To meet consumer demands and everyday expectations, 6-in-10 financial services companies now have programs in place to assist their advisers and representatives with their social media apptitude and participation.

The support for advisers is coming in a variety of sizes and shapes, the LIMRA report of 36 financial companies found. Companies are providing examples, guidelines, content and training. The training formats vary, from online webinars to in-person groups to one-on-one assistance, LIMRA says, and topics covered include compliance, company policies and tools training, but also marketing opportunities and best practices.

“We already know that almost all financial services companies are using social media,” says Norah Denley, senior research analyst at LIMRA and the report’s author. “That’s been the case for some time. But this study reveals the extent to which companies are helping their advisers and representatives capitalize on their social media presence and engage in best practices.”

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There are a couple of factors driving social media use for advisers, Denley says. Customer expectation is key among them. “Social media is a great convenience for consumers and they tend to expect people they do business with to be online and on social media,” she says. “They check [social media sites] to see if this is a fly-by-night organization or if there is something there. It helps to build trust.”

For advisers, social media also serves as a research tool, she adds. It allows them to keep in touch with clients and see their life events. It also lets them research prospects to understand them better and see if they are a good fit for an adviser’s portfolio.

Just as e-mail capabilities and having a website became de facto business processes within the last two decades, the same thing is happening with social media; it will be a requirement for all businesses to prosper and compete, Denley says.

3 factors to success

Similar to other company-wide initiatives, three factors are critical to social media success, according to LIMRA: executive buy-in, internal training and awareness.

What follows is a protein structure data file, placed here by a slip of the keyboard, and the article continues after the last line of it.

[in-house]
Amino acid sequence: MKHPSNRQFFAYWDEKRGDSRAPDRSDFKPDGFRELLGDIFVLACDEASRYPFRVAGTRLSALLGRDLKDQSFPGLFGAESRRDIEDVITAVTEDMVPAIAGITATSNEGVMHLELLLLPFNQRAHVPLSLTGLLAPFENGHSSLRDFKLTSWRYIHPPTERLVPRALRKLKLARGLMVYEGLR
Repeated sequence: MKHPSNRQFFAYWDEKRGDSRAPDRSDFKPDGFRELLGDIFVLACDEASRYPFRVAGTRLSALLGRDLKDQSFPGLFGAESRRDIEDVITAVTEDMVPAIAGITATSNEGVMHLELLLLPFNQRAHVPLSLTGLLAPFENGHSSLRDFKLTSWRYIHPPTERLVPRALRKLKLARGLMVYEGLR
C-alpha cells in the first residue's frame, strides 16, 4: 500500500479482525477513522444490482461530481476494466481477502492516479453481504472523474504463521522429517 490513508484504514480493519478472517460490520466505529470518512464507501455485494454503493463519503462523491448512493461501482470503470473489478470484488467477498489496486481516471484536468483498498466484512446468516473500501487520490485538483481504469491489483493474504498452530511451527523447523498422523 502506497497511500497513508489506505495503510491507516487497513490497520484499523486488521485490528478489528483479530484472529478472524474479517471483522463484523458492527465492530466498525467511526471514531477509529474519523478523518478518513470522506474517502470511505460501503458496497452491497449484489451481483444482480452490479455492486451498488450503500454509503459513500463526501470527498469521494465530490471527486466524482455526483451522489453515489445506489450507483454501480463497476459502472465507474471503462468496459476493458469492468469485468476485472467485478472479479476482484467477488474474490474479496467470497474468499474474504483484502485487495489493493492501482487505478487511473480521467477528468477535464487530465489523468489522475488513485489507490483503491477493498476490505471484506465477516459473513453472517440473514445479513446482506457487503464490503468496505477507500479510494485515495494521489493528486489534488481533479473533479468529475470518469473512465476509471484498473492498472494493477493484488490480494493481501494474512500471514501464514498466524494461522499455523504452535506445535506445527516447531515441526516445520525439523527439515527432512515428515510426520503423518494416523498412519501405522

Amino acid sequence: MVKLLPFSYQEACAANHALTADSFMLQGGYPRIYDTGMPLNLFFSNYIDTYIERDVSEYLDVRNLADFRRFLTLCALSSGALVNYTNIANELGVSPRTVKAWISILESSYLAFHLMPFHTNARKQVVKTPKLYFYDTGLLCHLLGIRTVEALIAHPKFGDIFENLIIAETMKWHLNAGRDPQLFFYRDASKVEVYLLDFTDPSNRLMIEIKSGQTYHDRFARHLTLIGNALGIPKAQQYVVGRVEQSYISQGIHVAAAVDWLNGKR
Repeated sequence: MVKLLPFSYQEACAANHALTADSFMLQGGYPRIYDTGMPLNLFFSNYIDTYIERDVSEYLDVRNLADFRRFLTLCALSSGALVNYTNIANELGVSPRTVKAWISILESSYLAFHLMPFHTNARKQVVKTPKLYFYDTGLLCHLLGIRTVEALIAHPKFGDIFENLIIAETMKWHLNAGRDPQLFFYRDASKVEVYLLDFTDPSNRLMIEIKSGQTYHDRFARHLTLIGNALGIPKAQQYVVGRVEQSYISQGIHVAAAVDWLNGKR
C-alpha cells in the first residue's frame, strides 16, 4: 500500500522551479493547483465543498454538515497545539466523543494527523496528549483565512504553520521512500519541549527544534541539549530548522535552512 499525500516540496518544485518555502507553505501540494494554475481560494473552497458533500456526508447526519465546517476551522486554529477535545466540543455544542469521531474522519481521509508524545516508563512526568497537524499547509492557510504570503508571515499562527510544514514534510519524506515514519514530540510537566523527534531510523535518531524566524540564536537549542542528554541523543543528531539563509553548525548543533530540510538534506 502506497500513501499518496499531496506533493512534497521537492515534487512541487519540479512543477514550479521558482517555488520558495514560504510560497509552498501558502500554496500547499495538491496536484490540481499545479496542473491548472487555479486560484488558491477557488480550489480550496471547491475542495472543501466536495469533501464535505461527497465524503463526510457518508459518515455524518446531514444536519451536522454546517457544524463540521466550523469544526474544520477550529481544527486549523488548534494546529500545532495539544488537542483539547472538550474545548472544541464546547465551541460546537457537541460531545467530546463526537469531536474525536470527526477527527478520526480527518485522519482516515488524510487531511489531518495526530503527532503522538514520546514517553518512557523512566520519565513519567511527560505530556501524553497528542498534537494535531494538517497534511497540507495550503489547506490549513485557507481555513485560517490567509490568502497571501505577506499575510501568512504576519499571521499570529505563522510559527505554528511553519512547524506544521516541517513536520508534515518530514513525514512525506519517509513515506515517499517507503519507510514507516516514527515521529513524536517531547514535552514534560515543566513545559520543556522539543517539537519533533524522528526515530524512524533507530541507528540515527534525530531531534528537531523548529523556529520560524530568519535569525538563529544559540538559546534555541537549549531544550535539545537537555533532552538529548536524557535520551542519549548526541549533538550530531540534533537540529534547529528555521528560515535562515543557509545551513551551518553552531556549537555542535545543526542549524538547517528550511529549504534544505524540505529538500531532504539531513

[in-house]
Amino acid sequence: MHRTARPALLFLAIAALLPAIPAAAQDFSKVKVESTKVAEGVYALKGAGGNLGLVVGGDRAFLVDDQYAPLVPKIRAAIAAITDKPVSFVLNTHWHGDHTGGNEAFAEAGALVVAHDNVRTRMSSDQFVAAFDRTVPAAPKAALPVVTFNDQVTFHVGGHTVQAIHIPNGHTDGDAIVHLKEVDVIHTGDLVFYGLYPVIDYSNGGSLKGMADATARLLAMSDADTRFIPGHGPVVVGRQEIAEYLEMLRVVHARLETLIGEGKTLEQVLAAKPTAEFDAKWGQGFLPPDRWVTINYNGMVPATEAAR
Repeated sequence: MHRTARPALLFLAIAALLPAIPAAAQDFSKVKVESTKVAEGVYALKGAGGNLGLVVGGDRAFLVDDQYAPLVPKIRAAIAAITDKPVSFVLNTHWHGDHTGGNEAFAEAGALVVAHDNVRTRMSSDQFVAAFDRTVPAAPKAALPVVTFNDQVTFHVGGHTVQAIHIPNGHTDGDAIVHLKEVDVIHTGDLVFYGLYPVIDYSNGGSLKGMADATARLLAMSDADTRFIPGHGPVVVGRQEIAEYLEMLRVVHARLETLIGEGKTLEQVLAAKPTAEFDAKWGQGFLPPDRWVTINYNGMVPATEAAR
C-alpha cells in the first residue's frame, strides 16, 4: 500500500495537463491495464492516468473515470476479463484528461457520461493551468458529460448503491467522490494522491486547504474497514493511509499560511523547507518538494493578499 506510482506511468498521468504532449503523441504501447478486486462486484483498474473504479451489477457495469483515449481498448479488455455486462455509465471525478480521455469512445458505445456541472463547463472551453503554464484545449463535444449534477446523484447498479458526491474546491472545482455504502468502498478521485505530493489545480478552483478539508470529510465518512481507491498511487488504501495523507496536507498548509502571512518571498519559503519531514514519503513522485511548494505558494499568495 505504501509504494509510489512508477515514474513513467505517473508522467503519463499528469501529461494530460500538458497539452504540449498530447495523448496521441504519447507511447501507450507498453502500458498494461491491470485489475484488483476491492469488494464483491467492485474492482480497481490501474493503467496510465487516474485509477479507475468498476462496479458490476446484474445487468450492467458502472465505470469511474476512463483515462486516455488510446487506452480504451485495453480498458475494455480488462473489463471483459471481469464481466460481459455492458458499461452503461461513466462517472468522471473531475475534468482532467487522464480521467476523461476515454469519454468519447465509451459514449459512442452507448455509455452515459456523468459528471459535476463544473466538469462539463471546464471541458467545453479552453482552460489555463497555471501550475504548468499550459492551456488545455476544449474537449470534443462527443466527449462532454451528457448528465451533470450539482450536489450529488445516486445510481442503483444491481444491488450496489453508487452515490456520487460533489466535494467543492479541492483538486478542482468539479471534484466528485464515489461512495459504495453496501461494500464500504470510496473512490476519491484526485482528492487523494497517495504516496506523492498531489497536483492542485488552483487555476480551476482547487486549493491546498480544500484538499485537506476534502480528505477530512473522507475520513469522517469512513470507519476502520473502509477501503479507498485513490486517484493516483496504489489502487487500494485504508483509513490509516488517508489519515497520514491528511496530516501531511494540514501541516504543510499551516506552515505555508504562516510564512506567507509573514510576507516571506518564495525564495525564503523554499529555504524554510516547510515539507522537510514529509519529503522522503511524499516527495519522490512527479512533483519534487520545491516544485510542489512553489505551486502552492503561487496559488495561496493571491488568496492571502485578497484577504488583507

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“Executives need to support the financial and staffing resources needed to be effective,” Denley says. “Compliance and sales teams should be users of social media in addition to knowing how it works. Finally, home office staff must be made aware of their company’s social media programs to better understand their potential.”

In addition to lack of knowledge, the most common impediments are a shortage of content and slow review processes of the content, the study found, as it often must pass through many hands. This makes the process resource-intensive and the content less timely, Denley explains. “Unfortunately, that’s the current reality of communicating via a lightning-fast medium in a highly-regulated industry.”

Additional reporting by Chris McMahon, senior editor, Insurance Networking News.

Financial services companies, however, also are getting a clearer understanding of what the optimal results can be. “Companies and financial professionals successful with social media know it is not a magic bullet,” Denley says. “They realize it’s a powerful tool to establish and nurture relationships, part of their broader marketing efforts, and that over time it can help contribute to success.”

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